Pa. can keep the Chesapeake Bay clean without hurting farmers – here’s how
By Ron Kreider
May 25, 2016
I grew up in Lancaster County and generations of my family have called Kreider Farms Dairy our home since 1736.
I’m fortunate to be part of a community that cares so much about our agricultural heritage and works to be good environmental stewards of our land.
Every farmer I know wants to tackle the real environmental threat of livestock waste runoff. It’s a serious threat to Pennsylvania’s environment, waterways and the Chesapeake Bay.
That’s why it’s disappointing to hear the Pennsylvania Department of Environmental Protection wants to transform local conservation districts and have them ‘police’ farmers who are working to deal with this problem.
Not only are farmers working on this problem, but we’ve had the technology to do so for nearly five years. Unfortunately, Pennsylvania has ignored the solution.
In July 2011, we unveiled a groundbreaking new technology at Kreider Farms that protects local streams and the Chesapeake Bay from environmental impacts of livestock waste.
It also saves taxpayer money and has the potential to create a source of renewable energy and water for farms.
Standing before state officials and the media, we demonstrated an advanced micro-aerobic digestion system by Bion Environmental Technologies that would dramatically reduce runoff by treating animal waste on our farm before it ever made it to local waterways.
Bion’s Phase II plans at Kreider would also create a renewable energy and a re-usable water stream for farms.
Imagine that: Farms could be completely self-reliant while virtually eliminating pathogens, reducing greenhouse gas emissions and impacts to local waterways.
In a livestock agricultural community like Lancaster County, it was a game changer.
The Bion technology and others in the marketplace are key to helping our commonwealth meet the Federal Environmental Protection Agency’s (EPA) Chesapeake Bay initiative to reduce nutrient and sediment loss into the bay by 2017. If we don’t meet the EPA’s mandate, Pennsylvania taxpayers are facing a multi-billion-dollar cleanup bill.
Let’s be clear: Pennsylvania’s farmers have made substantial progress in reducing pollution in the last 30 years. We commend them for that. But the science indicates that more needs to be done to clean up our rivers and streams.
But less than five years later, Bion’s facility has been shuttered.
The reason is simple: The commonwealth refused to create a competitive bid process for verified nitrogen and phosphorus nutrient credits, just like they do for many other commodities.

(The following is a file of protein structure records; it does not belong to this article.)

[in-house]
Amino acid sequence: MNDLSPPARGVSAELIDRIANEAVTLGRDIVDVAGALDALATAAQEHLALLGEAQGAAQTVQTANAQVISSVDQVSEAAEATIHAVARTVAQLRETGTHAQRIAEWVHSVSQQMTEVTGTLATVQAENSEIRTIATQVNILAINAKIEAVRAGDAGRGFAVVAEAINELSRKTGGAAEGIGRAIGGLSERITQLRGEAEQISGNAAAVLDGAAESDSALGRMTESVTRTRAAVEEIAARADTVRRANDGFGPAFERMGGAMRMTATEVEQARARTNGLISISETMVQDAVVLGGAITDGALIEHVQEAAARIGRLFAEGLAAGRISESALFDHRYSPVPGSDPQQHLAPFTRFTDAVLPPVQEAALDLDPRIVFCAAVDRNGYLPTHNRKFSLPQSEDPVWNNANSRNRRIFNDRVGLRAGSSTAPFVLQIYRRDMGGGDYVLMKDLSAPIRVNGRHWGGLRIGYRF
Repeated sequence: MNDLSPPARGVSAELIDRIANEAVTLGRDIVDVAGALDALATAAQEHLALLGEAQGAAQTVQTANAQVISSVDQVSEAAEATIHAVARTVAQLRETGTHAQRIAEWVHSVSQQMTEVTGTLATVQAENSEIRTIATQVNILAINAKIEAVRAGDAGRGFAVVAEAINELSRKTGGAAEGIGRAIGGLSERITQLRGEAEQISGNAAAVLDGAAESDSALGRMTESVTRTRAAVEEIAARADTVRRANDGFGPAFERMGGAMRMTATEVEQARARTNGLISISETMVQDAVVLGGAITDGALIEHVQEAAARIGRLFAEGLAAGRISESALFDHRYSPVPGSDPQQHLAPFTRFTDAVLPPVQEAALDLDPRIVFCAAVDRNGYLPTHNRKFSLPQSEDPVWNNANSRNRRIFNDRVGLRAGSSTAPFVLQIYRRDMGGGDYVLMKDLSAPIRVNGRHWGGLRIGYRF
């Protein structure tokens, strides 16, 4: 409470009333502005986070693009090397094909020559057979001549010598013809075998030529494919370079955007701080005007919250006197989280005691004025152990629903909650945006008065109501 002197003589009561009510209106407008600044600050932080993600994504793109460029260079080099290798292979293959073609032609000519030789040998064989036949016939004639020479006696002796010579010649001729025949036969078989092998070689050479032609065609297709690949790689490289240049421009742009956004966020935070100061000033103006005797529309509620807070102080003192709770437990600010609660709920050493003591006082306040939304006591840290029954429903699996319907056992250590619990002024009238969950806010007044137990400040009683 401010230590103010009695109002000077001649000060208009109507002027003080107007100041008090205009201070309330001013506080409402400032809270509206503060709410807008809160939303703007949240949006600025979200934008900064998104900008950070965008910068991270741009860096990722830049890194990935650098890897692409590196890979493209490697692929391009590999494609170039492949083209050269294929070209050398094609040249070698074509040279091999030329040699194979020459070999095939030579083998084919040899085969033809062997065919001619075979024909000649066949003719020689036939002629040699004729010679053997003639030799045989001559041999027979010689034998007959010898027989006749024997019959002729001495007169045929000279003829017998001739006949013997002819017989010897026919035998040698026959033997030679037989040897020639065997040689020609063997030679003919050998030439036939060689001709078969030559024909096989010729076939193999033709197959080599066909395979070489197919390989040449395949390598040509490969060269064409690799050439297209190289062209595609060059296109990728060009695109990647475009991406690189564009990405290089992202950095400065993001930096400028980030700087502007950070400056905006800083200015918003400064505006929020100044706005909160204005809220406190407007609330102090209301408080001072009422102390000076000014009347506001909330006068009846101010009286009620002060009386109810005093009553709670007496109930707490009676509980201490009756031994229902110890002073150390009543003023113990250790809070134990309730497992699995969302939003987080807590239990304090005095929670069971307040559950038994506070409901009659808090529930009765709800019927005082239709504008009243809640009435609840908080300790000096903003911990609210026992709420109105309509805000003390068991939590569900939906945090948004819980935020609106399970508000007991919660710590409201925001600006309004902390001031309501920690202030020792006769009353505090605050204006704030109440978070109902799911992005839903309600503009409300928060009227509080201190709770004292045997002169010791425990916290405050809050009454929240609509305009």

Competitive bidding is a strategy used throughout federal, state and local government to procure the lowest-cost goods and services. The credits would be sold to meet the federal mandate.
What happened? DEP believes state government – not the private sector – can solve this problem, but the farming community disagreed, and we weren’t the only ones.
A 2013 report by the nonpartisan state Legislative Budget and Finance Committee demonstrated the cost to comply with the Chesapeake Bay mandates could be reduced by as much as 80 percent through a competitive bidding program that would engage the private sector.
A U.S. appeals court has upheld a federal plan limiting pollution in the Chesapeake Bay despite objections from farmers who accuse the Environmental Protection Agency of abusing its power.
Before changing local conservation districts from educators into police, state government needs to know that something hasn’t changed since that hot day in July 2011: The technology still works.
The private sector and our farmers are ready to help solve this very public challenge in a more cost-effective manner for Pennsylvania families.
Pennsylvania’s government-centric approach also has cost the commonwealth a host of ancillary environmental benefits.
Systems like Bion’s capture the nitrogen and nearly eliminate ammonia and manure odors that we all sense when crossing Pennsylvania farmlands – key goals for the state’s proposed Growing Greener III program.
It isn’t too late for Pennsylvania, our local waterways and the Chesapeake Bay. Pennsylvania needs to realize that government can’t do this alone.
Heavily fining working farmers isn’t the answer. Farmers are ready to partner on this issue and clean up one of Pennsylvania’s greatest environmental challenges and, in the process, save taxpayers billions.
Ron Kreider is the owner of Kreider Farms dairy, a family-owned farm in Lancaster County. Kreider is a member of the Coalition for an Affordable Bay Solution (CABS) Policy Committee. For more information, see: affordablebaysolutions.org.